Blogger David Hobby said...

+1

September 09, 2011 7:54 PM  
Blogger RexGRP said...

The images are great but are they photographs? I vote for more lighting features and fewer Photoshop creations on this blog.

September 10, 2011 1:49 AM  
Blogger Alan Lapp said...

OK, I'll admit it: I'm stirring the pot.

Why on earth is it not only OK, but VERY cool that this guy does what he does -- i.e. create photos that look like illustrations?

Last week the commentary was heartily against the look of the soccer player, which is also a photo that looks like an illustration.

I dare say that it boils down to who the artist has chosen to emulate.

The message I'm hearing is that it's OK to steal from state-of-the-art image making circa 1600, yet it's not OK to steal from state-of-the-art image making circa 2011.

What does this say?

September 10, 2011 11:58 AM  
Blogger Mark Davidson said...

Looking at the history of art one notices the inspiration of successive artists. Saying the concepts that Pinkham uses are theft as much as being inspired by 21st century artists is missing the point.

Virtually every photograph today can be seen as being "stolen" from preceding generations. Lee Friedlander, Diane Arbus, Duane Michaels, Jerry Uelsmann, Alfred Stieglitz, Arnold Newman, Irving Penn etc. have all inspired millions of current photographers whether they know it or not.
For me, I see this movement to more highly manipulated images as very similar to the emergence of the Expressionists and all the subsequent iterations of modern expression. It has been argued that the emergence of photography in the 19th century created a crisis among artists whose skill at photorealistic painting was in peril because of the proliferation of inexpensive photographs. In the same way, once everyone has a camera you really need to do something different to get your point (or product) across.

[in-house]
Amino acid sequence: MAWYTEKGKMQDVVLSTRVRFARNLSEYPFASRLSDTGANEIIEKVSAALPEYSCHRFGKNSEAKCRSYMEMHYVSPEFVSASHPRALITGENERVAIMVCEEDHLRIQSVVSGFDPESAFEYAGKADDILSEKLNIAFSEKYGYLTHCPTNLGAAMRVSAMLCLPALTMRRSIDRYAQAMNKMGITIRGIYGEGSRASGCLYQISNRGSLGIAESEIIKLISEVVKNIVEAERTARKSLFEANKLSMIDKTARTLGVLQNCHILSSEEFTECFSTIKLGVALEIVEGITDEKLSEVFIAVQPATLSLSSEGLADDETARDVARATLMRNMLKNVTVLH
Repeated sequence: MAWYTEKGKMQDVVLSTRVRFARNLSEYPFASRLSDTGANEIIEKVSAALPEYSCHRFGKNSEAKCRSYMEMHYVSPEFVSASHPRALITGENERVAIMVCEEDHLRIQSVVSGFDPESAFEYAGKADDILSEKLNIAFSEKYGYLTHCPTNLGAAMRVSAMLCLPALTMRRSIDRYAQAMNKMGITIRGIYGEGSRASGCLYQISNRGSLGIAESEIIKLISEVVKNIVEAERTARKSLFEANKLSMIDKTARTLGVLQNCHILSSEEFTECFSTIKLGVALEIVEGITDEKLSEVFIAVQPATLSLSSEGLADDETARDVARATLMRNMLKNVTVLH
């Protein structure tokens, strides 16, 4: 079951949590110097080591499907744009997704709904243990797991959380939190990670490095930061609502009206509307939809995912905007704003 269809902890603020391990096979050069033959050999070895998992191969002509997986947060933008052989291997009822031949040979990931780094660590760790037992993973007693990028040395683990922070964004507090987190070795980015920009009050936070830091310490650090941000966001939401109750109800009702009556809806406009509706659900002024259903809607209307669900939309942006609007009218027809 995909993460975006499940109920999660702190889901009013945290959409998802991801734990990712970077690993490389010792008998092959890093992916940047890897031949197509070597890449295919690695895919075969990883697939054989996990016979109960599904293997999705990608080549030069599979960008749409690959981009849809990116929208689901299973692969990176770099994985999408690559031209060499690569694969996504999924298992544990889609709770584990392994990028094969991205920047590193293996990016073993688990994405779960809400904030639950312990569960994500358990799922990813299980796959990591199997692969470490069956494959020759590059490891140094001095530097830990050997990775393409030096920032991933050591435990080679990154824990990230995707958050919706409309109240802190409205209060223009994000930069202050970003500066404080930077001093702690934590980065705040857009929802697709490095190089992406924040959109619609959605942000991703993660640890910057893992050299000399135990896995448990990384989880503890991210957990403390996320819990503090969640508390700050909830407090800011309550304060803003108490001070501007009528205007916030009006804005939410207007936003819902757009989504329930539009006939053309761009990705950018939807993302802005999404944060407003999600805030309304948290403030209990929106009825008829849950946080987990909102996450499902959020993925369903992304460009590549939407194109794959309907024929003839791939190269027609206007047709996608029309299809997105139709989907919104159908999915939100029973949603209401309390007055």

September 10, 2011 4:54 PM  
Blogger nico said...

I don't really get some of the comments. Who cares if he "steals" the style from traditional paintings? Who cares if it is easy or difficult to get that look? Who cares if the photo does not look like a photo?

They are beautifully done images, in whichever ways they were made, that is the only thing that matters in art.

October 05, 2011 12:29 PM  
Blogger Pet Portraits said...

Beautiful & creative. I really like these.

February 20, 2012 3:30 AM  

Post a Comment

<< Home